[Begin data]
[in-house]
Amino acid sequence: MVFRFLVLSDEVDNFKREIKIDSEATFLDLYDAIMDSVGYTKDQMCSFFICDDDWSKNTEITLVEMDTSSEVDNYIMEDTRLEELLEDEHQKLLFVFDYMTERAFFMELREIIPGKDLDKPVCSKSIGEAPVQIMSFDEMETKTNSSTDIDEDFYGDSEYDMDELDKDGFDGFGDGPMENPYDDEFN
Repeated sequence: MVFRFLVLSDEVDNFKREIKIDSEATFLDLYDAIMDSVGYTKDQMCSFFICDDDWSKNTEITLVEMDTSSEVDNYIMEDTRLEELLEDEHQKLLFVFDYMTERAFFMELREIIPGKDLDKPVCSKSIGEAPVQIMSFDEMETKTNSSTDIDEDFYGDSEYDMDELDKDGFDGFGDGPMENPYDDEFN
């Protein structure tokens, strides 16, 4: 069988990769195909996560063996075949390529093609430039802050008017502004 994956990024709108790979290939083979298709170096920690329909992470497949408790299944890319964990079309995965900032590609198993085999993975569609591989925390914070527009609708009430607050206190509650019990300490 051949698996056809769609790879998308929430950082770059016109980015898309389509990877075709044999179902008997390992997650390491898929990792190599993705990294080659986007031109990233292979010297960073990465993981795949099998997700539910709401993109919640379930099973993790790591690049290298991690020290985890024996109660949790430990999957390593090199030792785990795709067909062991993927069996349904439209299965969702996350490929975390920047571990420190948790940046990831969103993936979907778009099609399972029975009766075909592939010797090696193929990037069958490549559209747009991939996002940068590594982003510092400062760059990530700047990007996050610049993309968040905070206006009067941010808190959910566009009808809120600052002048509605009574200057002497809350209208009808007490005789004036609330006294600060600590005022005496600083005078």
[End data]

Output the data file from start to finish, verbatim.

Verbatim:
[in-house]
Amino acid sequence: MVFRFLVLSDEVDNFKREIKIDSEATFLDLYDAIMDSVGYTKDQMCSFFICDDDWSKNTEITLVEMDTSSEVDNYIMEDTRLEELLEDEHQKLLFVFDYMTERAFFMELREIIPGKDLDKPVCSKSIGEAPVQIMSFDEMETKTNSSTDIDEDFYGDSEYDMDELDKDGFDGFGDGPMENPYDDEFN
Repeated sequence: MVFRFLVLSDEVDNFKREIKIDSEATFLDLYDAIMDSVGYTKDQMCSFFICDDDWSKNTEITLVEMDTSSEVDNYIMEDTRLEELLEDEHQKLLFVFDYMTERAFFMELREIIPGKDLDKPVCSKSIGEAPVQIMSFDEMETKTNSSTDIDEDFYGDSEYDMDELDKDGFDGFGDGPMENPYDDEFN
């Protein structure tokens, strides 16, 4: 069988990769195909996560063996075949390529093609430039802050008017502004 994956990024709108790979290939083979298709170096920690329909992470497949408790299944890319964990079309995965900032590609198993085999993975569609591989925390914070527009609708009430607050206190509650019990300490 051949698996056809769609790879998308929430950082770059016109980015898309389509990877075709044999179902008997390992997650390491898929990792190599993705990294080659986007031109990233292979010297960073990465993981795949099998997700539910709401993109919640379930099973993790790591690049290298991690020290985890024996109660949790430990999957390593090199030792785990795709067909062991993927069996349904439209299965969702996350490929975390920047571990420190948790940046990831969103993936979907778009099609399972029975009766075909592939010797090696193929990037069958490549559209747009991939996002940068590594982003510092400062760059990530700047990007996050610049993309968040905070206006009067941010808190959910566009009808809120600052002048509605009574200057002497809350209208009808007490005789004036609330006294600060600590005022005496600083005078």